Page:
Mental Health Awareness Week: Helping Each Other

Mental Health Awareness Week: Helping Each Other

Mental Health Awareness Week: Helping Each Other

During this Mental Health Awareness Week, we explore the benefit of pet ownership, where the mental wellbeing of both carer and companion is equally important, and also mutually beneficial.

There is much evidence to show that companion animals can make a significant contribution to our mental health. They can help lower blood pressure, reduce anxiety and stress and be a great source of comfort and companionship. Their very being gives many owners purpose in their lives.

The benefit that our companion animals offer is as diverse as helping sensory integration with children with autism, to providing comfort and pleasure to the elderly in carehomes. Children often find it beneficial, or easier to talk to an animal than an adult, and those suffering with depression can be helped to relax simply by stroking and being with a companion animal.

But what about our companion animals themselves? Meeting the 5 welfare needs of health, behaviour, companionship, diet and environment are well established, but specific mental wellbeing can sometimes be overlooked.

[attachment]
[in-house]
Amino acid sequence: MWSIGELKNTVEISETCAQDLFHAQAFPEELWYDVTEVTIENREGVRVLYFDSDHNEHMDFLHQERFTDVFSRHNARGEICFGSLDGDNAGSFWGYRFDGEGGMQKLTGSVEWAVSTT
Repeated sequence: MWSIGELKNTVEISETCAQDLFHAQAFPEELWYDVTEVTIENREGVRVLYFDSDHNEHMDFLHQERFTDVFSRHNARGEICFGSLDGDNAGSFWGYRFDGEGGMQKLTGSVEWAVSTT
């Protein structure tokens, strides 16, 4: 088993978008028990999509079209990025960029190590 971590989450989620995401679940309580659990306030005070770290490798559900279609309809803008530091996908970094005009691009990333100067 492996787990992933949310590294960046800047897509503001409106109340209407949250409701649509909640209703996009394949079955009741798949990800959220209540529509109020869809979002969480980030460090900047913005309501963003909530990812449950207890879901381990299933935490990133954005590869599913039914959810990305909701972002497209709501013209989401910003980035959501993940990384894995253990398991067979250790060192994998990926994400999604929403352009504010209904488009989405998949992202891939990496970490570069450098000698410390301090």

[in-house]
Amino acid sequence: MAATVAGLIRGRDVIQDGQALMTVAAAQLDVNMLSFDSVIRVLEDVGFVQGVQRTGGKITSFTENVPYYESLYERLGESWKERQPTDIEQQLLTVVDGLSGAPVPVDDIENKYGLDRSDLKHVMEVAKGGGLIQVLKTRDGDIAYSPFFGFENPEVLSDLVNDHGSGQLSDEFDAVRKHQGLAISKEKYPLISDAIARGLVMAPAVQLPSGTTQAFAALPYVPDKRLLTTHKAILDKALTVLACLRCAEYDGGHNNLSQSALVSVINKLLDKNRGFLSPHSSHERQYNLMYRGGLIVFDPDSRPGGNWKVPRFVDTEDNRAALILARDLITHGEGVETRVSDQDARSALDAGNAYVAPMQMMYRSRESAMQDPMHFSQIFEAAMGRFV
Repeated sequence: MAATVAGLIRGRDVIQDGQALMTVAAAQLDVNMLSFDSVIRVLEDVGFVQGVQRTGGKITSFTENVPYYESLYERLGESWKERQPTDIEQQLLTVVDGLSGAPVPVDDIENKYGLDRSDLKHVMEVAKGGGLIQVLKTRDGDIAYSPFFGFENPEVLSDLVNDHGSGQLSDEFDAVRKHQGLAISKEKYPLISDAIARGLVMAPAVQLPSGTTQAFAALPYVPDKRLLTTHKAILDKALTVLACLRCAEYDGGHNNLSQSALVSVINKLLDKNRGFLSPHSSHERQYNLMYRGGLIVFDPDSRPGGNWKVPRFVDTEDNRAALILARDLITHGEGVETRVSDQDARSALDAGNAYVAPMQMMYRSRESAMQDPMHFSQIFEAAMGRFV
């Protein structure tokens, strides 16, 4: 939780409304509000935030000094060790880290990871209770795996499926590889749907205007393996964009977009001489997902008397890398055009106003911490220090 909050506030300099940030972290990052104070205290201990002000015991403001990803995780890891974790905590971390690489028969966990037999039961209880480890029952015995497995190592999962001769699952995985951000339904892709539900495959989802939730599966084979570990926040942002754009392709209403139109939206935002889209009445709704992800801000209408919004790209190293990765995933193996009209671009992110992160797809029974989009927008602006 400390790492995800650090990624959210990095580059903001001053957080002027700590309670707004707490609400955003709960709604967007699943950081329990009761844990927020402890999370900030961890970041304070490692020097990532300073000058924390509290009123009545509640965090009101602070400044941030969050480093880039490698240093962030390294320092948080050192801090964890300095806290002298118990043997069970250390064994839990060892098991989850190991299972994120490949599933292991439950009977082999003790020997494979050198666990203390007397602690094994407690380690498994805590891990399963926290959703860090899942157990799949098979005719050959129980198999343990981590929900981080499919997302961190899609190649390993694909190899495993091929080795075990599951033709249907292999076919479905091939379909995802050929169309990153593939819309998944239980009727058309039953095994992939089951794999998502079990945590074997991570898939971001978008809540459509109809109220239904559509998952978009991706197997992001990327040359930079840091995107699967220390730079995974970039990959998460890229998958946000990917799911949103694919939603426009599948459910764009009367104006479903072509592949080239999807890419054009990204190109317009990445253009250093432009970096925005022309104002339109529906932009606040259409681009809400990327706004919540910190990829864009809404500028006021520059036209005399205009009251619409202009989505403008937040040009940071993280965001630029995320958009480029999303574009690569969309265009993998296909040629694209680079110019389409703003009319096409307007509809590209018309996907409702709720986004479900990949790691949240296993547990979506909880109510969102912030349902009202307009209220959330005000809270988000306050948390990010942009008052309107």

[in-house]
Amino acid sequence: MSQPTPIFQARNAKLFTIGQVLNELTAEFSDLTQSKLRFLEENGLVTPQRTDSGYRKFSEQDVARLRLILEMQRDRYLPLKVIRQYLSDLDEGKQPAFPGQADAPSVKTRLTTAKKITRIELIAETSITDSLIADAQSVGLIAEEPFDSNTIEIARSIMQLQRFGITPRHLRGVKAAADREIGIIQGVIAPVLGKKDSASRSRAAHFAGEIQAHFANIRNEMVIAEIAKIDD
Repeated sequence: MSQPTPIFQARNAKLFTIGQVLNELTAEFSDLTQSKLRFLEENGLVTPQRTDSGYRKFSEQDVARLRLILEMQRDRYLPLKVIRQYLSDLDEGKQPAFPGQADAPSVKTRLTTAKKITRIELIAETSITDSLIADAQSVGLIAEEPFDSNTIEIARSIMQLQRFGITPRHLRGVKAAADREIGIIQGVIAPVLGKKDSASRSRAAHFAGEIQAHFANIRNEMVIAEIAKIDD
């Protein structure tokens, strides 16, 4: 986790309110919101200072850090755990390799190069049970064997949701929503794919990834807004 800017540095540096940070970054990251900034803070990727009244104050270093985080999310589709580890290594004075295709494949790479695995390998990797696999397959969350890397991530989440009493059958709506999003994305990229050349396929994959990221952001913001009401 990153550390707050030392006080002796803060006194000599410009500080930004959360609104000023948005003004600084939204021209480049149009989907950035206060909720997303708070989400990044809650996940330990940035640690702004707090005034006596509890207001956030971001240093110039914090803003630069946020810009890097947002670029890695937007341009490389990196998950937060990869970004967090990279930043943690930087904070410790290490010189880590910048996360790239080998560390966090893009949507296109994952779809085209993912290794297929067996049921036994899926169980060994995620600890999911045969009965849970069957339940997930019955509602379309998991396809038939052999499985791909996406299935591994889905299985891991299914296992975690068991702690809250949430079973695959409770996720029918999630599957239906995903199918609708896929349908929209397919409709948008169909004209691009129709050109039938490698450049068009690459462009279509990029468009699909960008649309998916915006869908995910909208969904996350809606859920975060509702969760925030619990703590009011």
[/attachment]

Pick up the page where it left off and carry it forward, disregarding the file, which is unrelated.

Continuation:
So how do we look after the mental wellbeing of the animals in our care? And how do we know if our little ones are as healthy mentally as they are physically?

The requirements for mental wellbeing are different for each species, of course, though there are similarities across all. Doing what Mother Nature intended the species to do is a good place to start evaluating wellbeing; the act of foraging provides both physical and mental activity to rabbits, guinea pigs and others, for example.

Looking at your little ones overall behaviour will help too - a rabbit that binkies is expressing joy, rabbits can also ‘purr’ when being stroked (not to be confused with tooth grinding when in pain, of course), and a super-chilled bunny will stretch out in the ‘superman pose’ whilst snoozing. All are signs of a rabbit happy with its’ life.

There are many things that can be done to help your little ones’ daily life, and help improve their mental wellbeing. Even changing the layout of your little ones’ environment can provide a new challenge and stimulation - somewhere new to explore! But for some, routine can offer comfort; a rabbit that has come from a rescue situation can find benefit from meals at a set time, for example. And, of course, companionship, for many animals is where the real joy lies.

So take some time this Mental Health Awareness Weekend and see if you can do anything to help your little ones’ mental wellbeing - we are sure they will pay you back in kind!

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